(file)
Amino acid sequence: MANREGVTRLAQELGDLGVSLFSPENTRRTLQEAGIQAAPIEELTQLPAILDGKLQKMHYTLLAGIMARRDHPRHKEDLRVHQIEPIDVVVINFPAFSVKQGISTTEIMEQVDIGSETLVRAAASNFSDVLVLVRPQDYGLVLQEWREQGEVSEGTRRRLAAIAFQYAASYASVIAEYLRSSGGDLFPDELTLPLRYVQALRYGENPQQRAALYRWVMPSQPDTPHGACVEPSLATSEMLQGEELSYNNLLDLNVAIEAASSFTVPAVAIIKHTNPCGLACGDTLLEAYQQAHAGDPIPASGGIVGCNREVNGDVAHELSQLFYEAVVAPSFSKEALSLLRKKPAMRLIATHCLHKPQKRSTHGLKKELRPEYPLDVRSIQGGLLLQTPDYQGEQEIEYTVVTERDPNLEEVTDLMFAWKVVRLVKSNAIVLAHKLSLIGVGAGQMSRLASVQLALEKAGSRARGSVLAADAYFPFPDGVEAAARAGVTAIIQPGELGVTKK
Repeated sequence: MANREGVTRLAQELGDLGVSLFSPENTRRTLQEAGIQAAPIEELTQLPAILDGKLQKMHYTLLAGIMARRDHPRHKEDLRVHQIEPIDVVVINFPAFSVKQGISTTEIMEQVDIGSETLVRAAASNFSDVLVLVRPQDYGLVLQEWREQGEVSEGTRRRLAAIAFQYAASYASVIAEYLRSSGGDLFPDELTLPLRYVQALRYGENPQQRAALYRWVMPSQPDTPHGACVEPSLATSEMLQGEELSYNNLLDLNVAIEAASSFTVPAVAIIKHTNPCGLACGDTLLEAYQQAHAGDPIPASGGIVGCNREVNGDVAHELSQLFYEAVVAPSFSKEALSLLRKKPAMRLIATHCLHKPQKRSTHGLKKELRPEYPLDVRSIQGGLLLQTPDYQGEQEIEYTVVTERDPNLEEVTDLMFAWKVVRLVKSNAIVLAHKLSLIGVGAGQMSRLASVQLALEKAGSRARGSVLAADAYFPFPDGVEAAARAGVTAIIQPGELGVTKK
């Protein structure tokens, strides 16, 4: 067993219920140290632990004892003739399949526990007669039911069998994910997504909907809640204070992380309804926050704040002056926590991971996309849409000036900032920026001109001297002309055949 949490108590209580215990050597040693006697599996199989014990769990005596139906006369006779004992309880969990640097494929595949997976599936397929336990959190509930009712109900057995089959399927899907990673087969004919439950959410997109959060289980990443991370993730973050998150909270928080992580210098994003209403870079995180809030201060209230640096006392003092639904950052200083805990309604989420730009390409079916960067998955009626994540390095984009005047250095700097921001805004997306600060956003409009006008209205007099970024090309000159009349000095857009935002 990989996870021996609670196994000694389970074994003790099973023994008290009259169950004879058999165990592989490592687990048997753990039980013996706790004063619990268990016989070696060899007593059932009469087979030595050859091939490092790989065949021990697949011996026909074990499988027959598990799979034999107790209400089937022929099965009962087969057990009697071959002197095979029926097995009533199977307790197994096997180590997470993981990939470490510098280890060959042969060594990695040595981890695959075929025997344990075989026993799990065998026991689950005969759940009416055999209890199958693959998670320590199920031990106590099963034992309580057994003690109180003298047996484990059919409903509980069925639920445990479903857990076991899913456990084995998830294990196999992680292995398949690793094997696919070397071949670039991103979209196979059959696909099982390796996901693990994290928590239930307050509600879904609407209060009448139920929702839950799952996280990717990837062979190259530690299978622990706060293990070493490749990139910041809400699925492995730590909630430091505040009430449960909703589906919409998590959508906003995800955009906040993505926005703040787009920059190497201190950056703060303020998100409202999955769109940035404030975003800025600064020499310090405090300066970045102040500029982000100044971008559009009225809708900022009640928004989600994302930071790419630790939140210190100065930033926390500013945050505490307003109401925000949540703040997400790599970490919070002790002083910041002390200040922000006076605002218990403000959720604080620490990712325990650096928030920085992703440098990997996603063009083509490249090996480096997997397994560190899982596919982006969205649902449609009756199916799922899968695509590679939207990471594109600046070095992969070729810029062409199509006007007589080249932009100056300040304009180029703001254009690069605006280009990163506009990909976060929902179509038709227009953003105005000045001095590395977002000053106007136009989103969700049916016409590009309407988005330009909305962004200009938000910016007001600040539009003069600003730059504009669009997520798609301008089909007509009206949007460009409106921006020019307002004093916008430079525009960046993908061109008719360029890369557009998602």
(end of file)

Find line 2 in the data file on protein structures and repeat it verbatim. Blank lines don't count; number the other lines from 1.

Repeated sequence: MANREGVTRLAQELGDLGVSLFSPENTRRTLQEAGIQAAPIEELTQLPAILDGKLQKMHYTLLAGIMARRDHPRHKEDLRVHQIEPIDVVVINFPAFSVKQGISTTEIMEQVDIGSETLVRAAASNFSDVLVLVRPQDYGLVLQEWREQGEVSEGTRRRLAAIAFQYAASYASVIAEYLRSSGGDLFPDELTLPLRYVQALRYGENPQQRAALYRWVMPSQPDTPHGACVEPSLATSEMLQGEELSYNNLLDLNVAIEAASSFTVPAVAIIKHTNPCGLACGDTLLEAYQQAHAGDPIPASGGIVGCNREVNGDVAHELSQLFYEAVVAPSFSKEALSLLRKKPAMRLIATHCLHKPQKRSTHGLKKELRPEYPLDVRSIQGGLLLQTPDYQGEQEIEYTVVTERDPNLEEVTDLMFAWKVVRLVKSNAIVLAHKLSLIGVGAGQMSRLASVQLALEKAGSRARGSVLAADAYFPFPDGVEAAARAGVTAIIQPGELGVTKK